• seek – the index is traversed as a tree, quickly going through the leaf nodes to find matching values. This is more or less a binary search. In Big-O, this is O(log(n)).
  • scan – every row of the index is scanned, a linear search. O(n).

We are dealing with indexes – they are structures designed for quick traversal, even with a scan. A full table scan, where every row of the table is read, is far slower than an index scan, but an index scan is far slower than an index seek.

Our problem was that in order to find the entry in the index for RANDOMSTRING, SQL Server had to read each row of the index, convert the value from a CHAR(16) to an NCHAR(16), and then perform a string comparison.

I did say that it was our database driver that was doing it. We use jTDS as our driver, and it turns out it has an option that affects this behavior, sendStringParametersAsUnicode, which defaults to true. It turns out that if this is set to false, the performance of this service does indeed speed up dramatically.

The Solution(s)

We explored several different options on how to fix this, each with different tradeoffs:

Option 1: Change the driver configuration

Since the database driver is what is causing this, it makes sense that we should change it there. We have profiled setting  sendStringParametersAsUnicode to false, and it gives us the performance that we want. Unfortunately, this service does store other data than this one key (which I have excluded for the sake of simplicity), and some of those columns do in fact store unicode values. We need more time to evaluate the greater implications of changing this setting.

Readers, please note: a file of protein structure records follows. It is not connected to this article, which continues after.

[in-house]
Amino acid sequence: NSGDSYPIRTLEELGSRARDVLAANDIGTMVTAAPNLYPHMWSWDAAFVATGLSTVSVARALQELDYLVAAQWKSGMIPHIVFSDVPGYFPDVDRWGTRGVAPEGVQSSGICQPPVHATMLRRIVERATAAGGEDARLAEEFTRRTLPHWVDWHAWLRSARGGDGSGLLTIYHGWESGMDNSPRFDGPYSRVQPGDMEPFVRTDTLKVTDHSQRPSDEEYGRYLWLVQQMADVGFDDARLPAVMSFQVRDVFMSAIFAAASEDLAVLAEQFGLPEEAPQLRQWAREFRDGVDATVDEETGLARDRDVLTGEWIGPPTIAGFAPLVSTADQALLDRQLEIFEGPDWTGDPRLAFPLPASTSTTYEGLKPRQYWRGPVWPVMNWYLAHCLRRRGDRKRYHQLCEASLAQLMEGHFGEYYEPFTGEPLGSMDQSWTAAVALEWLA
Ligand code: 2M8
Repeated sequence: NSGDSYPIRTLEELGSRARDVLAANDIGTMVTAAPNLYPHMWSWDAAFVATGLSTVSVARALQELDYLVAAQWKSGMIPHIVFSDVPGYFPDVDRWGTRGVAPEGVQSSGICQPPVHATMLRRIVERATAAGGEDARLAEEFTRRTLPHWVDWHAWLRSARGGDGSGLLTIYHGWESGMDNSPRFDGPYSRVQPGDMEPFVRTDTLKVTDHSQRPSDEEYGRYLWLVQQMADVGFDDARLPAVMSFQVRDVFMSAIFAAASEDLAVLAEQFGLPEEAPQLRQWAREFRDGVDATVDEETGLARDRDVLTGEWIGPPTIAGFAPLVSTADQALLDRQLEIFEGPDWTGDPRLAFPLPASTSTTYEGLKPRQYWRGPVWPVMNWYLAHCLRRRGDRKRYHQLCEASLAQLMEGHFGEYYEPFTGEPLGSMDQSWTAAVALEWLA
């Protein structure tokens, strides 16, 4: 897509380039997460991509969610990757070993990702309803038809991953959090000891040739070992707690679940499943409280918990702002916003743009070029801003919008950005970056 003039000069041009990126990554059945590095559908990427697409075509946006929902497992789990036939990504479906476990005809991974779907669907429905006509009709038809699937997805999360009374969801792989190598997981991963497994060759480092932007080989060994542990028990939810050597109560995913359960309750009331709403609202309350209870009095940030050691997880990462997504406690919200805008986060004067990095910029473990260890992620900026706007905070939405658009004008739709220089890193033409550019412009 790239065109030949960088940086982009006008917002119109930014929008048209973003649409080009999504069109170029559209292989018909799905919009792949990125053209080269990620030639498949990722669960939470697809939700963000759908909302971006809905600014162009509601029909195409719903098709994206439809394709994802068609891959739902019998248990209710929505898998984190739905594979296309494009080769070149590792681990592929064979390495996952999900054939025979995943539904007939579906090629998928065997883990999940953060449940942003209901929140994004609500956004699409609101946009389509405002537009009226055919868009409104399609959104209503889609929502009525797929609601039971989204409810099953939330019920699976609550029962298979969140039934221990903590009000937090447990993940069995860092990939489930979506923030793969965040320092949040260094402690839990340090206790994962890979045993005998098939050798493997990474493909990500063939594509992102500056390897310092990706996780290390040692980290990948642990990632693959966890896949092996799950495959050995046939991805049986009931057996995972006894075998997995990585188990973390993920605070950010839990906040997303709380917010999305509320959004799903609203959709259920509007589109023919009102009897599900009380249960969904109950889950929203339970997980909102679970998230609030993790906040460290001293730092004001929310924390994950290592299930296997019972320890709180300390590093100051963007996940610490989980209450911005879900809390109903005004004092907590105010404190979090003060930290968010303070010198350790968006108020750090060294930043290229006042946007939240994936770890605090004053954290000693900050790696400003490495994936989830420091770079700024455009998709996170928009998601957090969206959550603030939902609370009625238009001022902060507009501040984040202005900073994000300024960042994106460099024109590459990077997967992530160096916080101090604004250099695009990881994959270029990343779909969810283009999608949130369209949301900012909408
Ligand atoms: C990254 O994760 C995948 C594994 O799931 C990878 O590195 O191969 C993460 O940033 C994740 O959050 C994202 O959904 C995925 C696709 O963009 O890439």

Option 2: Change the column type

A simple ALTER TABLE command could be used to change the column in question from a CHAR(16) to an NCHAR(16). This column would only ever store ASCII alpha-numeric values, so there would be some wasted space here. This change is only being done to satisfy a requirement of the database driver, not usually something you do that affects long-term storage if there are other options. One other downside is that it will incur a brief amount of downtime – we have to drop the associated index, change the column definition, and add the index back.

On the plus side, there are several other NCHAR / NVARCHAR columns in this table, so this column will match those now.

Option 3: Add a computed index

A no-downtime alternative option would be to add a computed column, with an associated index.  The SQL would look something like this:

ALTER TABLE myservice ADD [RandomPublicKey_nchar] AS (CAST(RandomPublicKey AS nchar(16))); 
create index ix_RandomPublicKey_nchar on myservice(RandomPublicKey_nchar);

It turns out that the query optimizer is smart enough to use this index automatically (I am not sure if this is a feature new to 2014, or if it is specific to Enterprise edition). If I type the normal query in, it will use the original index; if the parameter is prefixed with “N”, it will use this alternate index.

The downside of this approach is that there are two indexes, and every insert to this table will result in an additional write. Fortunately this table sees a lot more reads that writes, but it does need to be taken into consideration.

For now, we are pursuing option 2 – changing the column definition. Longer term, I am going to spend some more time looking into the implications of changing the jTDS option.


For a database non-expert, there were some very useful tools that came in handy in troubleshooting this issue:

  • NewRelic – to see at a high level where the problem was, as well as capture the offending SQL traces
  • SQL Server Profiler – if you have access to them, they can see the actual queries that are being issued
  • STATISTICS PROFILE ON, or Management Studio’s visual execution plan – to see what indexes are being used, and how they are used